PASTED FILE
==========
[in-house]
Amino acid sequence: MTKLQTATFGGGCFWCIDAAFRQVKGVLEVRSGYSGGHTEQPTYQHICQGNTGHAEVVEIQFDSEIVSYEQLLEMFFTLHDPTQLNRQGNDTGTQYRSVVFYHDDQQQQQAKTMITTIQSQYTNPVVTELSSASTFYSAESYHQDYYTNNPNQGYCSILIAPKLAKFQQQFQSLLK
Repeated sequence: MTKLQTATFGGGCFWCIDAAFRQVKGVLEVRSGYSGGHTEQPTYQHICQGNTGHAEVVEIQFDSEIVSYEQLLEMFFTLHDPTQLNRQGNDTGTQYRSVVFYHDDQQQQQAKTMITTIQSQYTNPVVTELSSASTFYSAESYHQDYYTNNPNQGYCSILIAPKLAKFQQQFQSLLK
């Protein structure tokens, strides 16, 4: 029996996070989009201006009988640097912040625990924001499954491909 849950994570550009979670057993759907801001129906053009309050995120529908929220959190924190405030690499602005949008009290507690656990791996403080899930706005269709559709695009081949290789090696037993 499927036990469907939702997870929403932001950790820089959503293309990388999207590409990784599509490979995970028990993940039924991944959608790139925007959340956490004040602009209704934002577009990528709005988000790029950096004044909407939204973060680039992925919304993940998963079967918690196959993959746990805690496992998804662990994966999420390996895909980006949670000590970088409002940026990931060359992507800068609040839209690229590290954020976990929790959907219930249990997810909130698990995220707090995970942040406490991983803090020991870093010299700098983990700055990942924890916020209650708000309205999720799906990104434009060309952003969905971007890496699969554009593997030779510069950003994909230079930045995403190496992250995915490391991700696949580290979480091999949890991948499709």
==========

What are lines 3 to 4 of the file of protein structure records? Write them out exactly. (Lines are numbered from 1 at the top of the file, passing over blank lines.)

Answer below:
Repeated sequence: MTKLQTATFGGGCFWCIDAAFRQVKGVLEVRSGYSGGHTEQPTYQHICQGNTGHAEVVEIQFDSEIVSYEQLLEMFFTLHDPTQLNRQGNDTGTQYRSVVFYHDDQQQQQAKTMITTIQSQYTNPVVTELSSASTFYSAESYHQDYYTNNPNQGYCSILIAPKLAKFQQQFQSLLK
């Protein structure tokens, strides 16, 4: 029996996070989009201006009988640097912040625990924001499954491909 849950994570550009979670057993759907801001129906053009309050995120529908929220959190924190405030690499602005949008009290507690656990791996403080899930706005269709559709695009081949290789090696037993 499927036990469907939702997870929403932001950790820089959503293309990388999207590409990784599509490979995970028990993940039924991944959608790139925007959340956490004040602009209704934002577009990528709005988000790029950096004044909407939204973060680039992925919304993940998963079967918690196959993959746990805690496992998804662990994966999420390996895909980006949670000590970088409002940026990931060359992507800068609040839209690229590290954020976990929790959907219930249990997810909130698990995220707090995970942040406490991983803090020991870093010299700098983990700055990942924890916020209650708000309205999720799906990104434009060309952003969905971007890496699969554009593997030779510069950003994909230079930045995403190496992250995915490391991700696949580290979480091999949890991948499709």